It happens, you have had a claim denied. Your staff did whatever they should to try have the claim approved. And if your practice is like most, you actually did more than most. Most offices, a denial quickly become a forgotten loss of your dollars, swept under the rug, never to be spoken of again, and too often, not even reported to you.
A denial is more than a single event that loses you money. It is an event that could be the warning sign of future denials, and it is, if used correctly, a learning opportunity that can save revenue for you in the future. Don’t fail to use these failures are learning opportunities. But to do so you have to track your denials and understand what happened. Not as a punitive tool, but as a learning tool.
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The most important policy and practice to have in place is a rule that there are to be no account adjustments or write-offs without your specific approval. If your staff, especially billing staff can write-off and close out an account without you knowing about it, practice errors that resulted in denials will be hidden, virtually guaranteeing future denials costing you revenue in the future.
Track your denials by having prepared a chart of all denials and account adjustments that your staff needs to perform. They should be charged based on the insurer, wherein the practice (the functions) where the problem occurred, as well as the action, was taken by staff in response, if a write-off or adjustment, what is proposed and the reasons.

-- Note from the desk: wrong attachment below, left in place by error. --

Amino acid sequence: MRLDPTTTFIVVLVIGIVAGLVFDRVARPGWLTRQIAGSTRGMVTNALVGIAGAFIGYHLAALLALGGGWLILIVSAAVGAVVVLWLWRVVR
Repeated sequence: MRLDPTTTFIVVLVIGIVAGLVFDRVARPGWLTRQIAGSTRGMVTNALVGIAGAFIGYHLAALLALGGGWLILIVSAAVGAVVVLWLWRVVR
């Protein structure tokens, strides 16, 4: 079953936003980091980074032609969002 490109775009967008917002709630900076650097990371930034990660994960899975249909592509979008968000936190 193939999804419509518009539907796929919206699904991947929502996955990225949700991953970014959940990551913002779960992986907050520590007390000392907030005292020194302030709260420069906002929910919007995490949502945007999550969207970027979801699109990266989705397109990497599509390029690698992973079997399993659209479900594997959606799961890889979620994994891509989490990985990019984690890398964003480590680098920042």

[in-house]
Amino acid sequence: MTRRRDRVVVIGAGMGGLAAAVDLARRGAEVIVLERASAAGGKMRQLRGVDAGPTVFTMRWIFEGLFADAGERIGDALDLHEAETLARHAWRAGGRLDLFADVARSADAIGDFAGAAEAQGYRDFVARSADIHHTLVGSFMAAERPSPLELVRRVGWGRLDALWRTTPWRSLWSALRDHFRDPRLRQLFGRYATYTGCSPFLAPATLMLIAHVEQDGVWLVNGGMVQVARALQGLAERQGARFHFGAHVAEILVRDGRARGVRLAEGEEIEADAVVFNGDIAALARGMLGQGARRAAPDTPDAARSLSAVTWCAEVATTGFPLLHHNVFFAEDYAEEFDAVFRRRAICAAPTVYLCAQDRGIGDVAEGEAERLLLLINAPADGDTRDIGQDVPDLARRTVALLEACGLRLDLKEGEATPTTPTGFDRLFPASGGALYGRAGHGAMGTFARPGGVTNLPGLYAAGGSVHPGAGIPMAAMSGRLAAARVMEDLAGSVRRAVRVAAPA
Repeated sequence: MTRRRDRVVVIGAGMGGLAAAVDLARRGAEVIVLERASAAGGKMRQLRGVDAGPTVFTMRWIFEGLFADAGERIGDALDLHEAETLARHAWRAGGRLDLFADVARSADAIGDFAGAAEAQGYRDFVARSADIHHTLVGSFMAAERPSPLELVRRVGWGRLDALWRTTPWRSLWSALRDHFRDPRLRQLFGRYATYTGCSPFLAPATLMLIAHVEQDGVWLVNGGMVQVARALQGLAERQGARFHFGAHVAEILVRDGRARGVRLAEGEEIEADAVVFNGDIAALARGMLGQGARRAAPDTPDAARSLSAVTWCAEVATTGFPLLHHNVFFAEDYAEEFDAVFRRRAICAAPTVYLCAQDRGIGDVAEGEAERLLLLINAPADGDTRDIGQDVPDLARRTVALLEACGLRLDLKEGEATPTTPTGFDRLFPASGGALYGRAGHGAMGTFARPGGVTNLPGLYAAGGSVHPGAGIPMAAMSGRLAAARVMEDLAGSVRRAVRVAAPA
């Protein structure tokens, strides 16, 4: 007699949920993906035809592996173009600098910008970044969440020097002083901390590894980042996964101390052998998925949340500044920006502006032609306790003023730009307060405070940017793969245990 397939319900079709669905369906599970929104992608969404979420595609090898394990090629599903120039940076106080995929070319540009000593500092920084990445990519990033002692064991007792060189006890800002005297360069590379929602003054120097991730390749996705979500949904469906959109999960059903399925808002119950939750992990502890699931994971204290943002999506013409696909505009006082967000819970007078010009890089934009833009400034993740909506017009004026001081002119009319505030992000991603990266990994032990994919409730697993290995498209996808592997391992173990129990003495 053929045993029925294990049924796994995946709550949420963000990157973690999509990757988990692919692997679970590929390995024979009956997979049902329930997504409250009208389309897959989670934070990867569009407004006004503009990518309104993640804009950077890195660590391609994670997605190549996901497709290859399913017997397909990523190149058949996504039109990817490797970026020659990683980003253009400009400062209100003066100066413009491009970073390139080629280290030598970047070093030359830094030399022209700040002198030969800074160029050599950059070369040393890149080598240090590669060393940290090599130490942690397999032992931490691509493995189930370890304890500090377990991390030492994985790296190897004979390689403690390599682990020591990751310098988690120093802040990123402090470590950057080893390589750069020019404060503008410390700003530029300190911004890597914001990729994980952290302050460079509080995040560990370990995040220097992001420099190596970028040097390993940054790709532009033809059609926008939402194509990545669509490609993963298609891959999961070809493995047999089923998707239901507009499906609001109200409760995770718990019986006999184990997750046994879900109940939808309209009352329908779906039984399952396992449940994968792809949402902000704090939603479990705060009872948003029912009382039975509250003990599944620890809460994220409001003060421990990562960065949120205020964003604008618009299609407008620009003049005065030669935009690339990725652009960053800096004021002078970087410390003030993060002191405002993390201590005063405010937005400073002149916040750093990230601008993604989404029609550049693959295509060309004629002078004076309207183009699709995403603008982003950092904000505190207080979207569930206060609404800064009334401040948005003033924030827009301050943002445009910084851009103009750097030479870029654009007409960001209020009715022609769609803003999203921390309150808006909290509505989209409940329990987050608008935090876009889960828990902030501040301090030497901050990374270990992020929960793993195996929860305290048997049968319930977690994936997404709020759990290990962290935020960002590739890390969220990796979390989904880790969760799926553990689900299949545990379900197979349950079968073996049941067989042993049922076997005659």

Such a chart allows you to see where the problems are occurring in your practice. For example, did the front desk failed to verify eligibility? Fixable. Or failed to assure prior-authorization? Tracking by payer identifies the most problematic plans that you participate with. Is the response to review payer policies, speak to a plan representative, or perhaps reconsider your participation?
Hopefully, most adjustments will be contractual allowances, the difference between what was billed and paid. But wait, even here there should be a question. Reports are that payers pay incorrectly against the allowable fee schedule about 20% of the time, which could easily be costing you money. These are easily appealable, and often not discovered unless charted regularly, and reviewed.
Charting proposed adjustments will also identify patients that have balances that attempts to obtain payment have been unsuccessful. How far do you want to pursue these? Collection agencies are very willing to take 50%+ of the recovery. Or if you have tracked these, you can consider implementing a contingent credit card policy to allow you to bill the balances to patients, rather than chase them. Of course, your knowledge of the patient’s situation may lead you to authorize the write-off of the balance.
Tracking proposed write-offs and adjustments allows you to learn the weak spots in the practice, and then adjust your operation for future avoidance. And it will allow you to quantify the impact on your practice of denials, write-offs, and adjustments, which may also help you understand the impact of decisions on your practice’s financial well-being.
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